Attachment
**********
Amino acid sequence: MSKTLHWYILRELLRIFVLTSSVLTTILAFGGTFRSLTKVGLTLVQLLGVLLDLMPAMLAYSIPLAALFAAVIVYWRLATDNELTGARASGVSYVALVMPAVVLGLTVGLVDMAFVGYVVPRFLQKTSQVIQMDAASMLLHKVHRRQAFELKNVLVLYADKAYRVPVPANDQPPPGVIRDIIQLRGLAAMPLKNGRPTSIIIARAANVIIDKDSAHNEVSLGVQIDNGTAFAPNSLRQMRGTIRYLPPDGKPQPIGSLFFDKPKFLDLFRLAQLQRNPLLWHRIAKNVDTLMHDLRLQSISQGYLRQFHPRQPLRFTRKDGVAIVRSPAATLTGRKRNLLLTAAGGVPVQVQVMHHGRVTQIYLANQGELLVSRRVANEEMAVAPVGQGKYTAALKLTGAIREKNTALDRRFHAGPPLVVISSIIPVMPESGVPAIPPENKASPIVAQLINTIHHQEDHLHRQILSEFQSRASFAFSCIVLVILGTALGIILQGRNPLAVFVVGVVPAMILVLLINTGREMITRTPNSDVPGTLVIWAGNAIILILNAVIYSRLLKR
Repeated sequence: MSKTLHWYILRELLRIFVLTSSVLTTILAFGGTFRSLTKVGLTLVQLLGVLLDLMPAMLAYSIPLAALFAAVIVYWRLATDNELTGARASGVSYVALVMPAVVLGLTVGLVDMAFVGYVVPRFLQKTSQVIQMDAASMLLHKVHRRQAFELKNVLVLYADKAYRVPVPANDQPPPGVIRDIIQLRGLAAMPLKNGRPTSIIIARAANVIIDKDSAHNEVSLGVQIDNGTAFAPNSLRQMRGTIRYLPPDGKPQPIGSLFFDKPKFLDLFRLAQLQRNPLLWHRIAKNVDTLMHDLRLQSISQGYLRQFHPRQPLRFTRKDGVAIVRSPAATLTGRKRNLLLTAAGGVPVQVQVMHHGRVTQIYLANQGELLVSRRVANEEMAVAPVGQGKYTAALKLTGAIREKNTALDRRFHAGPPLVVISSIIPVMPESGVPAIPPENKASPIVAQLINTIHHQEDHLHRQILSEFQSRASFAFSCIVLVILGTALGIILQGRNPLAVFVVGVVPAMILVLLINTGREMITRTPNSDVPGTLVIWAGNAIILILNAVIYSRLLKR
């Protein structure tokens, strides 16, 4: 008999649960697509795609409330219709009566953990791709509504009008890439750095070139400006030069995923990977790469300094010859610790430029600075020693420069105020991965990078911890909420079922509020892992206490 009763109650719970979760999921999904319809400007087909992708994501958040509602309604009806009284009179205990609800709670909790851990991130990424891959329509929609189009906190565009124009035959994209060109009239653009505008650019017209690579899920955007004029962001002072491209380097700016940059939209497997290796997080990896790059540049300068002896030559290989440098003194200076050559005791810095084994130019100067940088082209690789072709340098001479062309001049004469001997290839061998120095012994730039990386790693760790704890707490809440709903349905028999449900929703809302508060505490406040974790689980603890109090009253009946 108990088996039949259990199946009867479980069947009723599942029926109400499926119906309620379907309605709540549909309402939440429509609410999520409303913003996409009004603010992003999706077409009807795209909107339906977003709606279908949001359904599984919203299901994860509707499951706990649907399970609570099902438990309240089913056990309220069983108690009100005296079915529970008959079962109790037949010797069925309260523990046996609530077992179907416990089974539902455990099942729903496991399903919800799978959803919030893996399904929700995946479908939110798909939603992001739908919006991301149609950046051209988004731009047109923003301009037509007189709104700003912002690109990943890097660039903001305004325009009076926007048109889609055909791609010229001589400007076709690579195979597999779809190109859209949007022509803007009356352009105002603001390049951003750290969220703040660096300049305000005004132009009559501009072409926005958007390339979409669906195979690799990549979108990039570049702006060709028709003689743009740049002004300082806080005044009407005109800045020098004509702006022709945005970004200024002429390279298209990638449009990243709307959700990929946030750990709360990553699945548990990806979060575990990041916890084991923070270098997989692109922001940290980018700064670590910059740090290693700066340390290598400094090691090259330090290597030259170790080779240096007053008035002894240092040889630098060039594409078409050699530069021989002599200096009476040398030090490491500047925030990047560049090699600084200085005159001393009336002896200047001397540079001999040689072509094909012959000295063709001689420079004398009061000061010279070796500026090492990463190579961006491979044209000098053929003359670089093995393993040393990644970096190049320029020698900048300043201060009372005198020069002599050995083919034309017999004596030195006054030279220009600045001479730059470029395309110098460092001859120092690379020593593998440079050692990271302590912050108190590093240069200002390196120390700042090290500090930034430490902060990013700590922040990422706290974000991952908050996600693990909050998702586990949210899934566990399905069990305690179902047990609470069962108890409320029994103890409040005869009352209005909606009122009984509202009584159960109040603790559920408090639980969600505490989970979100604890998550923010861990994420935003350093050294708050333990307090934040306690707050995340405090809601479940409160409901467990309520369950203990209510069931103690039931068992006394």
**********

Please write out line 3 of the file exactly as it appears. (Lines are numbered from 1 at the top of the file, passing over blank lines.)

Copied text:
């Protein structure tokens, strides 16, 4: 008999649960697509795609409330219709009566953990791709509504009008890439750095070139400006030069995923990977790469300094010859610790430029600075020693420069105020991965990078911890909420079922509020892992206490 009763109650719970979760999921999904319809400007087909992708994501958040509602309604009806009284009179205990609800709670909790851990991130990424891959329509929609189009906190565009124009035959994209060109009239653009505008650019017209690579899920955007004029962001002072491209380097700016940059939209497997290796997080990896790059540049300068002896030559290989440098003194200076050559005791810095084994130019100067940088082209690789072709340098001479062309001049004469001997290839061998120095012994730039990386790693760790704890707490809440709903349905028999449900929703809302508060505490406040974790689980603890109090009253009946 108990088996039949259990199946009867479980069947009723599942029926109400499926119906309620379907309605709540549909309402939440429509609410999520409303913003996409009004603010992003999706077409009807795209909107339906977003709606279908949001359904599984919203299901994860509707499951706990649907399970609570099902438990309240089913056990309220069983108690009100005296079915529970008959079962109790037949010797069925309260523990046996609530077992179907416990089974539902455990099942729903496991399903919800799978959803919030893996399904929700995946479908939110798909939603992001739908919006991301149609950046051209988004731009047109923003301009037509007189709104700003912002690109990943890097660039903001305004325009009076926007048109889609055909791609010229001589400007076709690579195979597999779809190109859209949007022509803007009356352009105002603001390049951003750290969220703040660096300049305000005004132009009559501009072409926005958007390339979409669906195979690799990549979108990039570049702006060709028709003689743009740049002004300082806080005044009407005109800045020098004509702006022709945005970004200024002429390279298209990638449009990243709307959700990929946030750990709360990553699945548990990806979060575990990041916890084991923070270098997989692109922001940290980018700064670590910059740090290693700066340390290598400094090691090259330090290597030259170790080779240096007053008035002894240092040889630098060039594409078409050699530069021989002599200096009476040398030090490491500047925030990047560049090699600084200085005159001393009336002896200047001397540079001999040689072509094909012959000295063709001689420079004398009061000061010279070796500026090492990463190579961006491979044209000098053929003359670089093995393993040393990644970096190049320029020698900048300043201060009372005198020069002599050995083919034309017999004596030195006054030279220009600045001479730059470029395309110098460092001859120092690379020593593998440079050692990271302590912050108190590093240069200002390196120390700042090290500090930034430490902060990013700590922040990422706290974000991952908050996600693990909050998702586990949210899934566990399905069990305690179902047990609470069962108890409320029994103890409040005869009352209005909606009122009984509202009584159960109040603790559920408090639980969600505490989970979100604890998550923010861990994420935003350093050294708050333990307090934040306690707050995340405090809601479940409160409901467990309520369950203990209510069931103690039931068992006394």